Do you take notice of the markers in your work? Markers are events or major insights that stand out in your career. Examples of markers may be: a change in the management you report to, reaching a milestone goal in your work, an outstanding achievement, a failure that has impact, a turning point in your thinking or an important change.
Why take notice of markers? They focus you on what is happening and keep you conscious of your path forward. They also allow you to celebrate accomplishments, to be aware of the impacts of change and to learn from disappointments.
Are any markers visible to you now, or visible ahead?
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Sometimes, staying right where you are is the best thing to do. Life and work can keep you moving, extending your reach and setting new goals – endlessly. However, there are times when staying in motion can create problems and, actually, keep you from where you want to go.
Here are some times when staying in place may be to your advantage:
- Your energy is low and you are not functioning at high capacity. You need a rest.
- There are obstacles in the way of getting where you want to be and you are not clear how to overcome them.
- You have other priorities that take precedence.
- You need a strategy to get there successfully and do not have one.
- There are benefits to derive from staying where you are.
Always “going” is not a balanced circumstance. Staying in place, when the time is right, can help get you where you want to be.
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Always, there are multiple ways to view things. Keep this in mind, when you get into a difficult situation. Take a moment and step away. Identify the lens you are looking through and try out other ways of looking at the situation. Stepping back and identifying multiple ways to view a situation allows you to breathe, to innovate and to find your best path forward.
Some see chance and risk as the same thing. However, there can be differences between them. Both chance and risk involve uncertainty and possibility. In the business world today, risk is often calculable, whereas chance is less so. There are concrete and in-depth ways to measure risk before deciding on a course of action. With chance, you measure based on assumptions, with a bit less calculation and certainty.
You can use these concepts of chance and risk to take a look at how you make decisions. When uncertainty exists or all the information you need is not available, do you think things out, consider all factors and calculate risk or do you make assumptions and generally calculate the chances of various outcomes?
The next time you have a decision to make, without certainty of the outcome, will you leave your decision to chance or calculate the risks involved and choose the best course available?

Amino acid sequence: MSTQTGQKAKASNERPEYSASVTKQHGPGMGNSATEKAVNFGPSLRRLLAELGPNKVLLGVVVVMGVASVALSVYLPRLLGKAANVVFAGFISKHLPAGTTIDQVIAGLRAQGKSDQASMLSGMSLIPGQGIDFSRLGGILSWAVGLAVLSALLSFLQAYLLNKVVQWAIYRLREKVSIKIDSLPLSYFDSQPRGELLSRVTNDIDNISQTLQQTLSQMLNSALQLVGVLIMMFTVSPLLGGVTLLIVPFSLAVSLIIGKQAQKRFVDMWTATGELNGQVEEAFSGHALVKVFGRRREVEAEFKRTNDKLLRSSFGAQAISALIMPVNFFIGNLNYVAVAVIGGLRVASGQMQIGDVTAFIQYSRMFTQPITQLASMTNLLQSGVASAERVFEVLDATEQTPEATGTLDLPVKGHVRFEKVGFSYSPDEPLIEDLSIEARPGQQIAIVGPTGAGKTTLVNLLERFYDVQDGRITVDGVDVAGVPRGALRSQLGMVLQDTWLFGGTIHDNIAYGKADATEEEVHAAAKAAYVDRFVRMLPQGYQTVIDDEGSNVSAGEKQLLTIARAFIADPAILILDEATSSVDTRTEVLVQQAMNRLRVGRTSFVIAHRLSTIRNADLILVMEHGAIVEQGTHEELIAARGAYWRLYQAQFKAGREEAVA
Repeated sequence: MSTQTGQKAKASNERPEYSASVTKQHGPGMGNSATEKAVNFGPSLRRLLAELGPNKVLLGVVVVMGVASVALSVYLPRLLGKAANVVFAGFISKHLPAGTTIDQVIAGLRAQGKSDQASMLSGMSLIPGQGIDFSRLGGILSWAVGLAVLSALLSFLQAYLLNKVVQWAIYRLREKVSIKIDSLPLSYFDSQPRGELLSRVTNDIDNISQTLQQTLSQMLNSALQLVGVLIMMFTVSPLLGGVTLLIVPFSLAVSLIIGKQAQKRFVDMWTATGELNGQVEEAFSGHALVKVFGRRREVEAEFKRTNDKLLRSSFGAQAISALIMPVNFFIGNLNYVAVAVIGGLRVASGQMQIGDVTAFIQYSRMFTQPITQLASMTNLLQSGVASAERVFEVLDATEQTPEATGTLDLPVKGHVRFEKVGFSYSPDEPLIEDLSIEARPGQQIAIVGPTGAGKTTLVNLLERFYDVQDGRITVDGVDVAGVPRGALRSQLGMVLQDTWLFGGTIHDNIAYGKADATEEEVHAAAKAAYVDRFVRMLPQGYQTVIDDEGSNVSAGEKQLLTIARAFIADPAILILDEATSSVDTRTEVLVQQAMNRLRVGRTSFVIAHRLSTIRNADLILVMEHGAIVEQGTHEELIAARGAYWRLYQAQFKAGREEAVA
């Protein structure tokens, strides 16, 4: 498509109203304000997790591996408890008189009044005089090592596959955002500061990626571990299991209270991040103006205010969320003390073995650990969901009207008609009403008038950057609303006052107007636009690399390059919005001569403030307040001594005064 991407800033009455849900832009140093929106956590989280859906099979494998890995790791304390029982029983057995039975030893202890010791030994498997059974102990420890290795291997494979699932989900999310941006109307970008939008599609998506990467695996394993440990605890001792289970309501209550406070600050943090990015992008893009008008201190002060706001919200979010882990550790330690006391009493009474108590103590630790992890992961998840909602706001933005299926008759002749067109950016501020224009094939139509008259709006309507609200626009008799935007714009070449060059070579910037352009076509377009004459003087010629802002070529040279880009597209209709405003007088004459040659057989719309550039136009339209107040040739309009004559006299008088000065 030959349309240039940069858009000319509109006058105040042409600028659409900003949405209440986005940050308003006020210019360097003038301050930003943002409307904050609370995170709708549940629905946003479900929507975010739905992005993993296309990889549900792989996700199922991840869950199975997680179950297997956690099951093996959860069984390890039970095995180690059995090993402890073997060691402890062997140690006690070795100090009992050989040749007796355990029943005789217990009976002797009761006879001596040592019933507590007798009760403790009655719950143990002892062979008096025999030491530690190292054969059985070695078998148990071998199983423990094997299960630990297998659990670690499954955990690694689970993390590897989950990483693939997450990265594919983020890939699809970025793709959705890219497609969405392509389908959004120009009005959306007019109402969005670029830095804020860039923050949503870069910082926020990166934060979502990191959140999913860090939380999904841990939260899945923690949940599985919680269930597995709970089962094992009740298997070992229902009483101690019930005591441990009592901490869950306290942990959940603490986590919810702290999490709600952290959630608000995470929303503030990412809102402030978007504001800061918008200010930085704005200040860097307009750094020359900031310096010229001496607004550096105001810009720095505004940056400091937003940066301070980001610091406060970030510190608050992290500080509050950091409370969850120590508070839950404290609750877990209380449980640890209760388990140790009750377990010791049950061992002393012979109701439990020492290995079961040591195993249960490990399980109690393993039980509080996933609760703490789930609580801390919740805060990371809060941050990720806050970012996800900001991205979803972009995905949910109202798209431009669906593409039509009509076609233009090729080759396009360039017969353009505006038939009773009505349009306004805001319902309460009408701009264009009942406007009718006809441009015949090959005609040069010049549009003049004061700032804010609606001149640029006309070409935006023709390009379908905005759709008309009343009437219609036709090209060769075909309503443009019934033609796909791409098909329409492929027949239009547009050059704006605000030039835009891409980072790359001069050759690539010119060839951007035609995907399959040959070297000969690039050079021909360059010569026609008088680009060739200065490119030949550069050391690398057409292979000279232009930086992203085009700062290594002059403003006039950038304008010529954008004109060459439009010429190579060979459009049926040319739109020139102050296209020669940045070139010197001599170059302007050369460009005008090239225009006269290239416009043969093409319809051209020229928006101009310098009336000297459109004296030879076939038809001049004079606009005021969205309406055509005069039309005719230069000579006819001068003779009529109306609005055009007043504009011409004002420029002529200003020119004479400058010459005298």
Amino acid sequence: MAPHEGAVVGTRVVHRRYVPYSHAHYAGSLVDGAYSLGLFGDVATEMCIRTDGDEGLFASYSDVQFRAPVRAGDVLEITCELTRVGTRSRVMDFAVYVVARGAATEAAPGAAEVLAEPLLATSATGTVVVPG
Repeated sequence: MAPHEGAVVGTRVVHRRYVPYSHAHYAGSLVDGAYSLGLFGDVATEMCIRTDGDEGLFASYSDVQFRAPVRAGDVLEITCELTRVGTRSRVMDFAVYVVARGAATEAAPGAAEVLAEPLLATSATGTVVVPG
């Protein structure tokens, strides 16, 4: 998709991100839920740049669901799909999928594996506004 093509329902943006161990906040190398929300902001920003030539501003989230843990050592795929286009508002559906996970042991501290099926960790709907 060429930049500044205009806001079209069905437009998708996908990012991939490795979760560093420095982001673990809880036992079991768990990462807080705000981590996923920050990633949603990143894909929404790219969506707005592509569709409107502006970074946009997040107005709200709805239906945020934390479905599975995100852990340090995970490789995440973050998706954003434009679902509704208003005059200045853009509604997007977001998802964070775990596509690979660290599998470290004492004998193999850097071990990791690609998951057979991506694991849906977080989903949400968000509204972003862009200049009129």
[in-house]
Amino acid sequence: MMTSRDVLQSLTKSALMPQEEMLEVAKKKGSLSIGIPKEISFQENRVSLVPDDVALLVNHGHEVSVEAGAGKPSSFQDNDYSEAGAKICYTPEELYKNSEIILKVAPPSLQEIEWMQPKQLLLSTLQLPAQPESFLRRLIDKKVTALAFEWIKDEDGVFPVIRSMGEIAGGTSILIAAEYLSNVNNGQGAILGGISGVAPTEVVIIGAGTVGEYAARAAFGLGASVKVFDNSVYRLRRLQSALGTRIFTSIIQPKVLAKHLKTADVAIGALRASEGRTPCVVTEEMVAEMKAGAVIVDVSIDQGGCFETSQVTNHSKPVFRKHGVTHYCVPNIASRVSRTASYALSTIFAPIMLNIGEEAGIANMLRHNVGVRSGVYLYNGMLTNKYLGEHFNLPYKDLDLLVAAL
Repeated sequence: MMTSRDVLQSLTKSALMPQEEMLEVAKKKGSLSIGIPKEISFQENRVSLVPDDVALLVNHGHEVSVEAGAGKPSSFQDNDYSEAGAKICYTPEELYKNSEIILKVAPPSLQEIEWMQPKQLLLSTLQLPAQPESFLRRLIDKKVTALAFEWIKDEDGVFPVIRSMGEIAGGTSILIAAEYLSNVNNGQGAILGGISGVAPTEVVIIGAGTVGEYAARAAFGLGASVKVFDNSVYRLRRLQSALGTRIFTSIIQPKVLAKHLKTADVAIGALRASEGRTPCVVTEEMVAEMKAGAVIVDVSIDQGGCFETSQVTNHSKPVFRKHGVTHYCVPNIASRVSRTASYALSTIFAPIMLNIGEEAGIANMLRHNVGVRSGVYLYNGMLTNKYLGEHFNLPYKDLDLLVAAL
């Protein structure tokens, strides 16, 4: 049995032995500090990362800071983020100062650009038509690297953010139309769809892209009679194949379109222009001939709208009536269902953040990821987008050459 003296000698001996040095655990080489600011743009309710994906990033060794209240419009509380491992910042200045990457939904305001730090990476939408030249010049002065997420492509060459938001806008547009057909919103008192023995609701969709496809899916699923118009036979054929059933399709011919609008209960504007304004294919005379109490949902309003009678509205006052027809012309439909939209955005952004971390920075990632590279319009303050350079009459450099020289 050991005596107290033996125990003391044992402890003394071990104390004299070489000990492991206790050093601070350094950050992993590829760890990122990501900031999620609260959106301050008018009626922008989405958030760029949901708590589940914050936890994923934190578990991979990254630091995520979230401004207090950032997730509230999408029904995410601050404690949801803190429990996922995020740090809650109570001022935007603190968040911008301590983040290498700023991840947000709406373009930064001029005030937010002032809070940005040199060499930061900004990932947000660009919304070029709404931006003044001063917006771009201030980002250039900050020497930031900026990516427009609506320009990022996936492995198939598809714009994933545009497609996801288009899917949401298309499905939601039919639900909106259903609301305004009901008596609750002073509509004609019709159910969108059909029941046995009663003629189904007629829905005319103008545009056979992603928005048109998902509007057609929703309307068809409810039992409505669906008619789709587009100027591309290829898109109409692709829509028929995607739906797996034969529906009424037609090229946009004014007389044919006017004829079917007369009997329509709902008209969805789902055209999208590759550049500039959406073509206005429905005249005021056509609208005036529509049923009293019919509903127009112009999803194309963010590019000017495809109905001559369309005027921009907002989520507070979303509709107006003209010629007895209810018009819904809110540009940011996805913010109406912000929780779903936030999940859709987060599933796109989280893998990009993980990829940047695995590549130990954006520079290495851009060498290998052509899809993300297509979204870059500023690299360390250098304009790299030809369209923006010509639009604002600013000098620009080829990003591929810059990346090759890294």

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1. Start the year doing something new that is fun and brings you joy.
2. Pare down your goals and resolutions to what is achievable.
3. Commit to balance during the year.
4. Identify 3 things that no longer serve you and let go of them this month.
5. Create a way or place to retreat from the chaos in the world, when you need to.
6. Plan to do something that will amaze others (and yourself!) in 2017.
7. Forgive yourself for anything that went wrong in 2016.
8. Be honest about what is not working in your life right now and try to fix it.
9. Believe in yourself.
10. Acknowledge your accomplishments in 2016.
A recent New York Times article, France Lets Workers Turn Off, Tune Out and Live Life, tells of a law passed in France that requires companies with more than 50 employees to negotiate a new protocol to ensure that work does not spill into days off or after-work hours. Yes, you read that right!
How often do you disconnect from your work? How do you do it? Is it a complete break or do you never totally leave your work? Disconnecting from work involves your mind, emotions, body and spirit. Far from putting you at a disadvantage, disconnecting revitalizes you, sharpens your mental acuity, centers you and has great benefits for your career.
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There’s a bridge just ahead as 2017 nears.
This bridge offers promise for all of us.
May your walk across this bridge be intentional, steady and filled with the joy of a new beginning.
Happy New Year!
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I remember hearing the phrase “one thing at a time” throughout my childhood. It was a way adults communicated to us that we should not rush. I guess today’s version of the phrase is “fully present in the moment”.
How are you doing in being present to your tasks at work? Do you rush through things or do you focus, as you need to? It may be worthwhile, in this holiday week, to try out doing one thing at a time. It could have some benefits for you and provide you with valuable insights on how to get things done.
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Symbolic acts create insights and movement. As you end this year, is there something you can do to give it meaning? Perhaps you can list your accomplishments or failures, review the significant actions you took this year, note any shifts that occurred for you, complete what you can or move quickly to release things that no longer serve you.
You can ready yourself for 2017 by thinking back on your year and discovering what its meaning has been for you.
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The holidays have arrived. How are you doing? You can control how you experience the holidays this year or you can let them control you and take you on a wild, not so pleasant, ride. Which will it be?
What are three things that you can do today to make the holidays your best ever? Do them and enjoy!
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